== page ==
Chinese authorities have admitted they are struggling to cope with a
"rampant" illegal market in explosives and small arms, as they launched a
A visitor checks Chinese-made guns at an
exhibition of police equipment organised by China's Ministry of Public
Security in Beijing May 25, 2006. [Reuters]
"At present the public security situation concerning explosives, guns and
ammunition is not optimistic," public security ministry spokesman Wu Heping told
journalists at a briefing to announce details of the four-month crackdown.
The number of explosions, the theft of explosives and criminal activities
using illegally made guns were posing problems for police and public safety, he
Xu Hu, a deputy director at the public security ministry. said the
underground explosives and gun-making industries were becoming increasingly
sophisticated, fueled by huge profits on offer.
China to crack down on illegal explosive, gun
"At present the most important problems are the illegal trafficking in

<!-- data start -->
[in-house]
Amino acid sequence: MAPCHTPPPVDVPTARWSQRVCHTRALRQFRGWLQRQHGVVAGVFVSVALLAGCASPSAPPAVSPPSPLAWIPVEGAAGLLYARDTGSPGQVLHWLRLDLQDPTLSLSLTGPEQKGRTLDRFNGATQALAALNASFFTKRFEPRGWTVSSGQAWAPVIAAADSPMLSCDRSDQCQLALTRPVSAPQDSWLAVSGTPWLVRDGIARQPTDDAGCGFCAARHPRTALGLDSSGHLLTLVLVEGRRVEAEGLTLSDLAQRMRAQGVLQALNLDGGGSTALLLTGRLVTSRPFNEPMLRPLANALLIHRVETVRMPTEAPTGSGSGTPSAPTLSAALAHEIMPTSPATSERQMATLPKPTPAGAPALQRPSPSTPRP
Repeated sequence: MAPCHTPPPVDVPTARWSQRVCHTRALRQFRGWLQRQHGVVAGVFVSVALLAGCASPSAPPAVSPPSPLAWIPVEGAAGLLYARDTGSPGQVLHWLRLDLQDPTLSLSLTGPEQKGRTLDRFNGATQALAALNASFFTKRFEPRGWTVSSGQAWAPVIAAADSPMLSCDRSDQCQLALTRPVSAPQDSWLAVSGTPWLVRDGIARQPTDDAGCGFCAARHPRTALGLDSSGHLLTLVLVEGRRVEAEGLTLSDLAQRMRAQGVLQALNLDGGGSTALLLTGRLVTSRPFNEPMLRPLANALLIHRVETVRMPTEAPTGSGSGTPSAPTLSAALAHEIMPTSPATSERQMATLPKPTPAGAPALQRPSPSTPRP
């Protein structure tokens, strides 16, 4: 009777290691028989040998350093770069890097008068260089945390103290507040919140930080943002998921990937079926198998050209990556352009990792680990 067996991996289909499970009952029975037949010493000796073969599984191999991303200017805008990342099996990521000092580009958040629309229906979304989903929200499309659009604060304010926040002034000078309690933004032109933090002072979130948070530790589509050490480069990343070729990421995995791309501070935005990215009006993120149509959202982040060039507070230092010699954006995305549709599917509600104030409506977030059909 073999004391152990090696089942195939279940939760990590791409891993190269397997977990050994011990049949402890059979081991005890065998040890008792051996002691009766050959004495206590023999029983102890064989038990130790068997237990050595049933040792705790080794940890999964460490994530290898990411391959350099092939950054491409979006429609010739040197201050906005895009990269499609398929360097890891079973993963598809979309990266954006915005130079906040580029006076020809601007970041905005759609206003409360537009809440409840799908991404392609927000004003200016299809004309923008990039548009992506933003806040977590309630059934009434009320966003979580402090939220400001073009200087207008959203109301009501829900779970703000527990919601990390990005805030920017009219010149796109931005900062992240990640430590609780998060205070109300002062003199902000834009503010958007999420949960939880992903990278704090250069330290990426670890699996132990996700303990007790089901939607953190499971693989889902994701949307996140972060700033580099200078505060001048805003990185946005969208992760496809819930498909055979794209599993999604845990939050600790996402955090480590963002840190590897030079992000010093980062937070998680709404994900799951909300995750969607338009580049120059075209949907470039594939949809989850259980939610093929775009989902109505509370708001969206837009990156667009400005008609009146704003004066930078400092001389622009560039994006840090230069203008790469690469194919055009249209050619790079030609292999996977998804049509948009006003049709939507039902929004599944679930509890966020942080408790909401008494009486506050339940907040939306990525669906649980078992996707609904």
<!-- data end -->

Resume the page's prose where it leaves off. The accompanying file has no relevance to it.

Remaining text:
explosives and the relatively rampant activities involving arms and ammunition,"
Xu told the briefing.
"As the state restrictions on guns is very strict and the legal channels of
obtaining guns limited, there is a certain market for illegally manufactured
firearms and the technology for making guns has improved," Xu said.
"Legal factories are now providing gun parts to illegal gun makers and
traffickers who are making better and more lethal firearms."
The explosives industry faced a similar situation, especially as illegal coal
mines seeking to cash in on China's rising demand for energy were turning to
illegal traffickers for their explosives, he said.
"There is a large demand for illegally made and trafficked explosives," Xu
"A lot of criminals are seeking big profits and they are ignoring risks and
brazenly engaging in the illegal activities of making and trafficking
As part of the crackdown, authorities intend to target the legal
manufacturers of explosives to ensure they do not sell their products on the
Chinese courts reported in March the number of criminals sentenced last year
rose by 10 percent year-on-year.